As the immigration debate only becomes more heated, California Lutheran University’s Center for Leadership and Values will host an expert voice on the subject. The Center for Leadership and Values, housed within the school of business, was founded to encourage an open exchange of ideas and a free discussion of values, social progress, character and leadership. Dolores Huerta of United Farm Workers will appear as part of an ongoing series of speakers to address topical issues.
In the public address, Huerta will draw on her over 50 years of experience working with Cesar Chavez (with whom she co-founded the National Farm Workers Association), leading classes on community organization at the University of Southern California and running her own organization to promote leadership training and economic justice.
Huerta’s “Human Side of the Immigration Policy Debate” is free and open to the public. Nov. 8, 4 p.m., at Samuelson Chapel, California Lutheran University, Thousand Oaks.
Preparing for the worst
Six Ventura County law enforcement agencies joined with the Behavioral Health Department and Ventura County Medical Center five years ago to form the Ventura County Law Enforcement Crisis Intervention Team program. The program, better known as CIT, aims to prepare members of the police force for scenarios involving mental illness and psychosis, and to increase the dialogue between the medical, mental health and law enforcement sectors.
The 40-hour program prepares participants to address potential suicides, nonviolent crises and post traumatic stress disorder. Courses are led by mental health experts and trained law enforcement personnel, and participants can expect role-play scenarios, site visits and lectures.
CIT will hold its 17th training session at Oxnard City Hall, Oct. 23 – 27, ultimately graduating a grand total of 500 people since its inception.
Voting with your feet
“There’s no longer any doubt that a clear majority of the American people want the U.S. out of Iraq without further delay. It’s time now for voters to make clear to the politicians that they will continue to ignore that message at their peril,” states the Peace Coalition of Greater Ventura. With that sentiment in mind, the organization is preparing for the Nov. 7 midterm election with a 3-day event Nov. 4 – 6. Termed “Power of the People,” the information fair will feature volunteers on hand at the Downtown mini park between Oak and Palm Streets, an area dubbed “Voters’ Peace Headquarters,” each day from noon to 5 p.m. Information regarding candidates’ positions on the Iraq war will be provided, and voters are encouraged to sign a pledge to affirm that they will only support presidential and congressional candidates who pursue an expedient end to the war.
On the final day, the Peace Coalition will lead a rally in front of the Ventura City Hall at 6 p.m., to be followed by a torchlight peace march on California and Main Streets. The public, as well as candidates pledged to end the war now, have been invited to march.
Not in my backyard
Two years after a permanent injunction was issued for the Colonia Chiques gang of Oxnard, Ventura County Superior Court Judge Vincent O\’Neill has issued a similar injunction for the area’s second-largest gang, the Southside Chiques, whose membership runs about 200 strong.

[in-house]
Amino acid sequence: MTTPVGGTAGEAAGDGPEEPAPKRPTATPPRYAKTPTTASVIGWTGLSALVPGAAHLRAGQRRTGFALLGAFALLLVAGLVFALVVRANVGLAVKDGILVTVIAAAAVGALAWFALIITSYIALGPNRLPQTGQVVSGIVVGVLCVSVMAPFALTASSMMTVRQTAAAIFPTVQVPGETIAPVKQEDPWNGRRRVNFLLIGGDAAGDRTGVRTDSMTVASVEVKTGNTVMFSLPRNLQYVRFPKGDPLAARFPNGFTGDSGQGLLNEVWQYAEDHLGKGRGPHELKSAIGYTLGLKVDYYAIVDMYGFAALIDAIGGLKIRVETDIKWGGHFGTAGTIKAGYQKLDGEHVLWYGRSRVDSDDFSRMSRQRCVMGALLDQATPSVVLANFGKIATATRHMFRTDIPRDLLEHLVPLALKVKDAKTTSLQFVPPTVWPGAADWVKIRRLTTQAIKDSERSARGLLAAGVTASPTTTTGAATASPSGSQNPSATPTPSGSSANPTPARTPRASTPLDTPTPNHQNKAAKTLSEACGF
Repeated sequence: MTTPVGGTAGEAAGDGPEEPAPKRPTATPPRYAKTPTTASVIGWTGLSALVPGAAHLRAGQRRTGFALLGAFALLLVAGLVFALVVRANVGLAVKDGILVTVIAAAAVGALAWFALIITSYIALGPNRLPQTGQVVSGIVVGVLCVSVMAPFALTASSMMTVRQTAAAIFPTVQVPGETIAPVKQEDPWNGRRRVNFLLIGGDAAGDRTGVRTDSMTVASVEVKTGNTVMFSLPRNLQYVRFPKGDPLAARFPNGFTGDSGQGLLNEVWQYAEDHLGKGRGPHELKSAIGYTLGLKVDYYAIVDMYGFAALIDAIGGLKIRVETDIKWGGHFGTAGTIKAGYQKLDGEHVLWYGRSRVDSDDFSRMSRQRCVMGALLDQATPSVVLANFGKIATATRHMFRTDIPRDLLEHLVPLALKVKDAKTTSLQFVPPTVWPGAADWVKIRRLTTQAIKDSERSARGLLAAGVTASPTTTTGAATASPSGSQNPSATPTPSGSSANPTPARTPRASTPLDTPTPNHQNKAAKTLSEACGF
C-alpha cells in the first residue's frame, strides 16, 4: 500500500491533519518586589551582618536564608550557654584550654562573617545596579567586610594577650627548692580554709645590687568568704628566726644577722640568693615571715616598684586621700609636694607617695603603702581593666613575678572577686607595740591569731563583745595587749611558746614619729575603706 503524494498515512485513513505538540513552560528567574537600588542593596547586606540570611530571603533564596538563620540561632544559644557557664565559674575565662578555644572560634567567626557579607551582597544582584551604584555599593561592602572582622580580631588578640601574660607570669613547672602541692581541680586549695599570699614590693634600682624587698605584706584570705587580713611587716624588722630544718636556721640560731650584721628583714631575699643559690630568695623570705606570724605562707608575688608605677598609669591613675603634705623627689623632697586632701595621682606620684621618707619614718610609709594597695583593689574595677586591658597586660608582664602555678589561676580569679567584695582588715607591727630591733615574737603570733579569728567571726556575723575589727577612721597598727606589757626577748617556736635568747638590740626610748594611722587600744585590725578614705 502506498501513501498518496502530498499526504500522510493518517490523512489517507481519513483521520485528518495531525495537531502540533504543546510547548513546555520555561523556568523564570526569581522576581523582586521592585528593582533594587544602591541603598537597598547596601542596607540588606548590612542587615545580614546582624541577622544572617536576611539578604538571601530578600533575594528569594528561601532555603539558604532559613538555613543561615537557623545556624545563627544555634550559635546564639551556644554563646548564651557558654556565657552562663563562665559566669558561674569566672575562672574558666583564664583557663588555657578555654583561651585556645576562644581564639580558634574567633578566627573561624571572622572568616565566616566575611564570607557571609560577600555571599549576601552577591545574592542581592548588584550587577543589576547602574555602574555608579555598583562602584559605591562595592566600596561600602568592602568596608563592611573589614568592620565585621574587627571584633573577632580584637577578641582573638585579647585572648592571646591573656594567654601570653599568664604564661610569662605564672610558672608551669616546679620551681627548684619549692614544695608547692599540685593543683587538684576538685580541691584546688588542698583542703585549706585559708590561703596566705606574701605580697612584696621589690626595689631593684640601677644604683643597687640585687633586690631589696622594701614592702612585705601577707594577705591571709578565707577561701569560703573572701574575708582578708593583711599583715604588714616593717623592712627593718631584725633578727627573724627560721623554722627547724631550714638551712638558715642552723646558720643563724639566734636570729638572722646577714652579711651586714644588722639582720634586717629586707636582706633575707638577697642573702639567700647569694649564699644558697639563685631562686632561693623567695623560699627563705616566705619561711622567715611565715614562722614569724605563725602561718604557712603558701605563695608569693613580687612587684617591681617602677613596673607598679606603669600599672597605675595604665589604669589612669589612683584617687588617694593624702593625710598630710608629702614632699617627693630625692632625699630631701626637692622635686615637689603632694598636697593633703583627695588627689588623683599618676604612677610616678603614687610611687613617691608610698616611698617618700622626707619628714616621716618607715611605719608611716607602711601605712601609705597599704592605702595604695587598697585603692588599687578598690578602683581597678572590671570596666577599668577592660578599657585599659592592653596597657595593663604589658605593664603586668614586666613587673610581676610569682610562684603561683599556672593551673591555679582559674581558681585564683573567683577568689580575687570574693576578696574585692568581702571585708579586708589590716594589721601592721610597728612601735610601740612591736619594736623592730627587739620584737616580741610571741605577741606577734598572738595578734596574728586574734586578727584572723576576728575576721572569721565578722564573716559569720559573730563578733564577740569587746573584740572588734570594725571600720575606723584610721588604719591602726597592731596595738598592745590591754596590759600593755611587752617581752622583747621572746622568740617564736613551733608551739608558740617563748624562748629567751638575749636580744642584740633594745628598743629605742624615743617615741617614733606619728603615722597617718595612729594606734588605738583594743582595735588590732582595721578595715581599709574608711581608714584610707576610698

While a 6.6 square mile area was affected by the older ruling, O’Neill has declared that a 4.26 square mile area will be of particular concern to Southside Chiques, meaning that, within that zone, members are forbidden from socializing, wearing specific clothing, leaving the house after 10 p.m., abusing substances and taking part in gang behaviors.
Penalties for infraction include arrest and heavy fines.
Although there had been a push from many sides for a permanent gang injunction in the area, Port Hueneme City Councilmember Murray Rosenbluth was one of many official representatives to argue for alternative solutions, like an increase in law enforcement, outreach in the area public schools, and scholarships for underpriviledged youth.
While he noted that “the council had absolutely no authority one way or another on the injunction,” he points out that members voted unanimously to give the district attorney all the information at their disposal to properly define the boundaries of the injunction.
Meanwhile, Rosenbluth notes, the city of Port Hueneme has increased the police force by four additional officers.
“We believe we are combating violent crime very, very effectively,” Rosenbluth says.
As the cost of living in the county remains high, the Cabrillo Economic Development Corporation has joined with the City of Simi Valley to help an underserved group — the elderly — acquire affordable housing.
Together, the two parties were able to help nine seniors purchase units at the newly built Wood Ranch Senior Condominiums. Applicants had to be at least 55 years old and designated “lower-income” under the income guidelines of Ventura County to qualify for assistance. Special consideration was given to Simi Valley residents and employees, as well as applicants who had siblings or children in the area.
Financing was done primarily through the non-profit Ventura County Community Development Corporation, with interest much lower than the current market rate.